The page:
UniBasic Tips & Hints
This page contains tips, hints and common gotchas in UniBasic.
If you have any you want added, please send them to ‘u2tech’ at ‘y7mail.com’.
Pass by Value
In UniData, if you call a subroutine and directly pass it a variable, any updates to that variable made in the program are reflected in the variable in the calling program.
A = 1
CALL AddOne( A )
If the subroutine does a
A += 1, then CRT will output 2.
Sometimes however, you want to ensure that the subroutine will not affect the value, even if someone changes the subroutine and makes a mistake.
You could assign the variable to a temporary variable and pass that. In this example, it is simple enough, but when subroutines have more parameters it can start to get messy. There is another solution however, which works on the same concept but means you do not need to explicitly declare the temporary variable. It goes like this:
A = 1
CALL AddOne( (A) )
Just to make it clearer, I’ll show you another example:
A = 1
B = 3
CALL MultiAdd( (A), (B) )
The key here is that the parentheses force the inside values to be ‘calculated’ first and held in a temporary location. This temporary location is what is passed to the subroutine, not the location of the inside variable. Of course, this one comes down to taste. If you use this, make sure everyone knows what its purpose is. You don’t want people removing the parentheses thinking they are pure excess.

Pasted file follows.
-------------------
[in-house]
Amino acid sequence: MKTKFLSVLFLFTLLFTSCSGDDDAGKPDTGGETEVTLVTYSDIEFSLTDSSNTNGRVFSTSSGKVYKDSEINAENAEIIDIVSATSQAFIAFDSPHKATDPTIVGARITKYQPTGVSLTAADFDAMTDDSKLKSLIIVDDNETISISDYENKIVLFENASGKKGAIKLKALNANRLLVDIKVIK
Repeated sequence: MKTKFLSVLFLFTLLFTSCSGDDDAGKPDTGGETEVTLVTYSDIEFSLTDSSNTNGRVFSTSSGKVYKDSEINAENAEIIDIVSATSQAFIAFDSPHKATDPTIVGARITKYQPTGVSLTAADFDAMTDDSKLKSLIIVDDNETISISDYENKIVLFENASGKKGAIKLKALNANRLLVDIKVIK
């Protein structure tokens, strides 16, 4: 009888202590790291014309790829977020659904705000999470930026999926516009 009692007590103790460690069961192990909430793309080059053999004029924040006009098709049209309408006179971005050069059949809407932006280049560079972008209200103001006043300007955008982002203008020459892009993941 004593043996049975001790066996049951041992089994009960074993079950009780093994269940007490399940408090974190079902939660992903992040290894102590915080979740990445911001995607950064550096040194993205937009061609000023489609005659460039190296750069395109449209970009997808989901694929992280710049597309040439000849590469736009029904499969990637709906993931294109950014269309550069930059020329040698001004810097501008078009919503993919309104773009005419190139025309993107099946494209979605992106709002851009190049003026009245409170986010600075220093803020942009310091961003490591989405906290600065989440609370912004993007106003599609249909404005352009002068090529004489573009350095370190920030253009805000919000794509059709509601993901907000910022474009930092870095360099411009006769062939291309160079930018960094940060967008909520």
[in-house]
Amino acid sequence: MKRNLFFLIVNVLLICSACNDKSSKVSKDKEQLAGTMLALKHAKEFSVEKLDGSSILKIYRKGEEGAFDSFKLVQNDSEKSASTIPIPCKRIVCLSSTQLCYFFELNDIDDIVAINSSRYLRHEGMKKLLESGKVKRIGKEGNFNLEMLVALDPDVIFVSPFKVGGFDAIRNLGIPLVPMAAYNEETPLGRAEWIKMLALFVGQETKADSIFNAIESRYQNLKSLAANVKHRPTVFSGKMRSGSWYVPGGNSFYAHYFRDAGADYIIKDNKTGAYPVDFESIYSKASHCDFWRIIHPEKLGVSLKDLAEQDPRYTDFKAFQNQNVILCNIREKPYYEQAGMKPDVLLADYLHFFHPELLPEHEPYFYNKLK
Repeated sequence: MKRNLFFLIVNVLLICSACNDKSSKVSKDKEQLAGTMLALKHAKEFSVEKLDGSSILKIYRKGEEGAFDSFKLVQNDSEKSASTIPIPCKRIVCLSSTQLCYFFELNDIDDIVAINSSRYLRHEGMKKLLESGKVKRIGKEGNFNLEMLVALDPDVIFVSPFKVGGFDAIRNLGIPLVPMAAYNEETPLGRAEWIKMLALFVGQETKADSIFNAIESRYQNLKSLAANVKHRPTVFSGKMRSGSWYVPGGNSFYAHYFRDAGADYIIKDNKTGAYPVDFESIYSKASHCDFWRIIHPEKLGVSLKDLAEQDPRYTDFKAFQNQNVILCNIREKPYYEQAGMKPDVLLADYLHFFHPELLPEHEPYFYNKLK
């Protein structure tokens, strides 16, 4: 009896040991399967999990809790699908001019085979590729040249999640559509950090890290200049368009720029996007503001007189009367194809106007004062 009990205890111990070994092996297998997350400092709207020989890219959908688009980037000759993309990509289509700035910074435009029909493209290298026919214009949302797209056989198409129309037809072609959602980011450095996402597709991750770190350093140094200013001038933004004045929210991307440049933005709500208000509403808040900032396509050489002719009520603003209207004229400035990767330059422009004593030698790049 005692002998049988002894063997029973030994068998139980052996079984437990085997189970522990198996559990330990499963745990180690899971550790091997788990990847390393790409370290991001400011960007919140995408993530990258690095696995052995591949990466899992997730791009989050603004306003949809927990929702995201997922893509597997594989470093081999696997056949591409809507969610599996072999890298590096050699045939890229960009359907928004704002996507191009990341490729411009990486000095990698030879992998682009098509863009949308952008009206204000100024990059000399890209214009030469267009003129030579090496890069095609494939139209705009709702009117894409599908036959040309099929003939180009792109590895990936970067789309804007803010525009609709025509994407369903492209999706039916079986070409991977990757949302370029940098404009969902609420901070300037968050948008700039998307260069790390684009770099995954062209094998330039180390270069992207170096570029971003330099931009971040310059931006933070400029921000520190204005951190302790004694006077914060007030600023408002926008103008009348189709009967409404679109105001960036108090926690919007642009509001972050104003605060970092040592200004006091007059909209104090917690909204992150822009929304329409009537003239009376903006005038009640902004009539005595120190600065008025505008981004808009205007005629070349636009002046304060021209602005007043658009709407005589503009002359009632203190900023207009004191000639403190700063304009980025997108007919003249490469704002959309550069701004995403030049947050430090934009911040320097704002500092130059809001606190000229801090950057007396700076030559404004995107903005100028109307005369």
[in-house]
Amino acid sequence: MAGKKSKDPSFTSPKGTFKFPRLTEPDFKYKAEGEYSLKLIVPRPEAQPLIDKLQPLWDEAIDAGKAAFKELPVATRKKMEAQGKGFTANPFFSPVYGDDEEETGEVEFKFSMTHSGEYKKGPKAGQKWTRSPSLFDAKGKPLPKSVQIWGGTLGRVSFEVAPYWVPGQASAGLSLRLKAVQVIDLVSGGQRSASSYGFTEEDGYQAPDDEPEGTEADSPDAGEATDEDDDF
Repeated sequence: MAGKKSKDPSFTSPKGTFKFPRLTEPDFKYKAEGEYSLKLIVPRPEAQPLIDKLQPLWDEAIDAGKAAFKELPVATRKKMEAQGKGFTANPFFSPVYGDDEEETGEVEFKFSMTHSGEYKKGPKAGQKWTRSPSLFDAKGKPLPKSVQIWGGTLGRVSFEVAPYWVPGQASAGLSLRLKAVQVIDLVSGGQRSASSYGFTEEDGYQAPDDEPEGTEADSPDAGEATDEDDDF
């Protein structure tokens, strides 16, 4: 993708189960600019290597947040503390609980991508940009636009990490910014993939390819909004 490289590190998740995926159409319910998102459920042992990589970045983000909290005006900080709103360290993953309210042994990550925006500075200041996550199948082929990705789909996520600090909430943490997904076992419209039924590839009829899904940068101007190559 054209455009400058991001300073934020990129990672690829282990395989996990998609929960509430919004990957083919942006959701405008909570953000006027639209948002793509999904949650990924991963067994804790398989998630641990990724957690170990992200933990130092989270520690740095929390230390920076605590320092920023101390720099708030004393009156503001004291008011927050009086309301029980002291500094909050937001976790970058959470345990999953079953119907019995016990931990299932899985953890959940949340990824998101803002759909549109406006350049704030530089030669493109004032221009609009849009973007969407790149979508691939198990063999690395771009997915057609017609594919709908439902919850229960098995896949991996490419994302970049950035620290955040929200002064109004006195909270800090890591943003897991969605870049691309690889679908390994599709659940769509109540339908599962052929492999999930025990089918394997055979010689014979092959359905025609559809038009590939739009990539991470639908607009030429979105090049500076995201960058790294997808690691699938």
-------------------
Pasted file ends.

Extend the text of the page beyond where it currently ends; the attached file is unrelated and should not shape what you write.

Credit: Rex Gozar in Coding Standards, Section 5.7
Check EXECUTE return value.
When using EXECUTE to run a command, never assume that it has completed successfully. Using the RETURNING keyword, it is possible to retrieve whether there was an error. (Note ‘ON ERROR’ for EXECUTE is deprecated)
Unfortunately, there is no hard and fast rule for that the valued returned means. For the ECL Verbs in UniData you will find a list of all the error values and messages in the ERR.MSG file. IF you are executing a program, it will the value returned via the STOP statement. Essentially, this means you will need to work it out from trial and error along with some digging around.
Sooner or later, you will probably come across a line of similar to this:
Value = Amount + 0
You are possibly also confused by why anyone would want to add zero to a number (I know I was). The answer is quite simple: If you add a number to a non-number, the result is a number. This can be taken advantage of to automatically convert null values into zero values without additional lines of code. So, the above code is generally done to save having to type:
Value = Amount
IF NOT(NUM(Value)) THEN Value = 0
Nulls behaving badly
Null values may behave different from how you expect when used in dynamic arrays.
See my post for more information onwhen null values are not values